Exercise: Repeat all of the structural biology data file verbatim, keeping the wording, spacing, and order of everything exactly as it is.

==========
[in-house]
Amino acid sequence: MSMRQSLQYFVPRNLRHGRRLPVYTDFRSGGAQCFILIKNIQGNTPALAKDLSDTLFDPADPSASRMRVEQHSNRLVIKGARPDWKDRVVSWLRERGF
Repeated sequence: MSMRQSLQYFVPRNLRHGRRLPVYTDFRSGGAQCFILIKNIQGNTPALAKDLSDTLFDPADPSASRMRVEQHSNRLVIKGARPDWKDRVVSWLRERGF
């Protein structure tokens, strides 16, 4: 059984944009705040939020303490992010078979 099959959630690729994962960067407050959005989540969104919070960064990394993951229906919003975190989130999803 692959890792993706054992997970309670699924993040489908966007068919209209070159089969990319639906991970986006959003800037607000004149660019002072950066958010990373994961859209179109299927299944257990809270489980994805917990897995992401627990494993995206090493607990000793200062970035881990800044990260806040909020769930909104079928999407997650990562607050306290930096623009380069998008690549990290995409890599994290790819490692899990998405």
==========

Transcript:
[in-house]
Amino acid sequence: MSMRQSLQYFVPRNLRHGRRLPVYTDFRSGGAQCFILIKNIQGNTPALAKDLSDTLFDPADPSASRMRVEQHSNRLVIKGARPDWKDRVVSWLRERGF
Repeated sequence: MSMRQSLQYFVPRNLRHGRRLPVYTDFRSGGAQCFILIKNIQGNTPALAKDLSDTLFDPADPSASRMRVEQHSNRLVIKGARPDWKDRVVSWLRERGF
């Protein structure tokens, strides 16, 4: 059984944009705040939020303490992010078979 099959959630690729994962960067407050959005989540969104919070960064990394993951229906919003975190989130999803 692959890792993706054992997970309670699924993040489908966007068919209209070159089969990319639906991970986006959003800037607000004149660019002072950066958010990373994961859209179109299927299944257990809270489980994805917990897995992401627990494993995206090493607990000793200062970035881990800044990260806040909020769930909104079928999407997650990562607050306290930096623009380069998008690549990290995409890599994290790819490692899990998405």